The Cotton Corporation’s proposed board members he said, included farmers’ representatives, textiles players and ginners, non-governmental organisations, Federal Ministry of Agriculture and Rural Development (FMARD), Central Bank of Nigeria among others.
In his words, “The idea was that it would have been managed by the sector players, the people that are involved in the industry, but unfortunately it didn’t come to life.
“We have mentioned it to the present administration once or twice, and there was a document we submitted to the President and we mentioned the corporation and the need to have it set up,” he said.
Anibe emphasised that the ‘Cotton Corporation’ would be a quality guided business, and would deal with the issue of seeds, farm inputs and price guarantee.
In an earlier interview with Daily Trust reporters, Alhaji Garba Danjuma who has been into farming since 1972 said both the state and federal governments could easily assess the production, sale and consumption level of different crops which became difficult since the dissolution of the commodity boards.
Additionally, the United States agriculturist outlined that once a farmer was identified as a producer of a particular crop, he/she was given all the necessary input at the appropriate time only to pay back at the end of the farming season which was why agriculture was tremendous in those days.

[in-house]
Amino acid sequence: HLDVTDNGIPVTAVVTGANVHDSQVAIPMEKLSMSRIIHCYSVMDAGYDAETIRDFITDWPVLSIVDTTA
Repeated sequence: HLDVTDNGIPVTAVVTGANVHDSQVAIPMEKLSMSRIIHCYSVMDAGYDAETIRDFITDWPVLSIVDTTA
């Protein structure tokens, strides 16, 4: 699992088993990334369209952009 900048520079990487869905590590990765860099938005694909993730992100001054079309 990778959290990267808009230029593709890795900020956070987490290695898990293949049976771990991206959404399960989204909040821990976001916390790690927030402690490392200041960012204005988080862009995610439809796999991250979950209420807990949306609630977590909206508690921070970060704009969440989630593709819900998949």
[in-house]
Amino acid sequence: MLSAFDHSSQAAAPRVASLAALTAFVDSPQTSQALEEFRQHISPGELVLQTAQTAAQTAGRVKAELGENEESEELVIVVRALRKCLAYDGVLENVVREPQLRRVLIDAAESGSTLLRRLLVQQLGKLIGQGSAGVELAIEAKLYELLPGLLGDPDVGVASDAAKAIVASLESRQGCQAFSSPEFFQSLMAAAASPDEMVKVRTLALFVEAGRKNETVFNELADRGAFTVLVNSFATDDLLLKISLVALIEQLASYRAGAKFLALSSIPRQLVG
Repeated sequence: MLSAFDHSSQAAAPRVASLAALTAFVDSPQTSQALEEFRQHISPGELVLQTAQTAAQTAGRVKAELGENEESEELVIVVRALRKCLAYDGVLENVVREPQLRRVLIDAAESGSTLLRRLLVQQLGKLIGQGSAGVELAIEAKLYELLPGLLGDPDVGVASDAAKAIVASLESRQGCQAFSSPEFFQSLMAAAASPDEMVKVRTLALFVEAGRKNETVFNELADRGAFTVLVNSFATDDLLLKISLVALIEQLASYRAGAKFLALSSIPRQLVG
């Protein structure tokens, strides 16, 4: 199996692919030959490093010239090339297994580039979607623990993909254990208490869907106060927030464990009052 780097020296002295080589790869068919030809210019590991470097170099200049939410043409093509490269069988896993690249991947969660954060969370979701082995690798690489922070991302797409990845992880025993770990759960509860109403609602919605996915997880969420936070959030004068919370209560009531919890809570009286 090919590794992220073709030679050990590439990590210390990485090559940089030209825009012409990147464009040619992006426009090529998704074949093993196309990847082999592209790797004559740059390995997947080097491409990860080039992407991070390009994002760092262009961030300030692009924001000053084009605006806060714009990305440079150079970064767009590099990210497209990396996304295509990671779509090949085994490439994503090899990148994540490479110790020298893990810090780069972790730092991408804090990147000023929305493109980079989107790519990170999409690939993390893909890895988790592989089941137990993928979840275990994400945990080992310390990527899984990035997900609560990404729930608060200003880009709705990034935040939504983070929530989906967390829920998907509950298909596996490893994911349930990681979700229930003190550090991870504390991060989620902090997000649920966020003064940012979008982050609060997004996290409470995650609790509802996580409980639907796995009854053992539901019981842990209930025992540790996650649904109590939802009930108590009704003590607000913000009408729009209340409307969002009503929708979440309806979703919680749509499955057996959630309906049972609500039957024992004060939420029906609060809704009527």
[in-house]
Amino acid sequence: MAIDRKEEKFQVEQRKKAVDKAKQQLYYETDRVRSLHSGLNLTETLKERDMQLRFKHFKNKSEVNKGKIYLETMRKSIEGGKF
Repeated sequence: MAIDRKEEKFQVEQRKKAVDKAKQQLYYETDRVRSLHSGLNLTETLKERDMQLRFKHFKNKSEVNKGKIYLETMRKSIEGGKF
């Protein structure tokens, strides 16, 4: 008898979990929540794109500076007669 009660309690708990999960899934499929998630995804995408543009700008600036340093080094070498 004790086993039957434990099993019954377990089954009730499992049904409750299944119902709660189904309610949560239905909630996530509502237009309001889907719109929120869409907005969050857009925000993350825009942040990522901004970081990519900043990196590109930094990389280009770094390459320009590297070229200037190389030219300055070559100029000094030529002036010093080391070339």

Similarly, Bayo Ajibade who is the President of Potato Growers, Processors & Marketers Association of Nigeria (POGPMAN) has called on Government to have a national policy on every agricultural commodity because different conditions may apply to them.
Mr Ajibade explained that Nigeria is getting more and more additional commodities, affirming that there are minimum of 56 commodities in the country now, which is why there is a need for revisiting the national policy on agricultural commodities.
He proposed that unlike the defunct commodity marketing boards, new commodity boards should have be structured in a quasi-governmental manner, that is, a public-private-partnership should exist between Government and the private sector.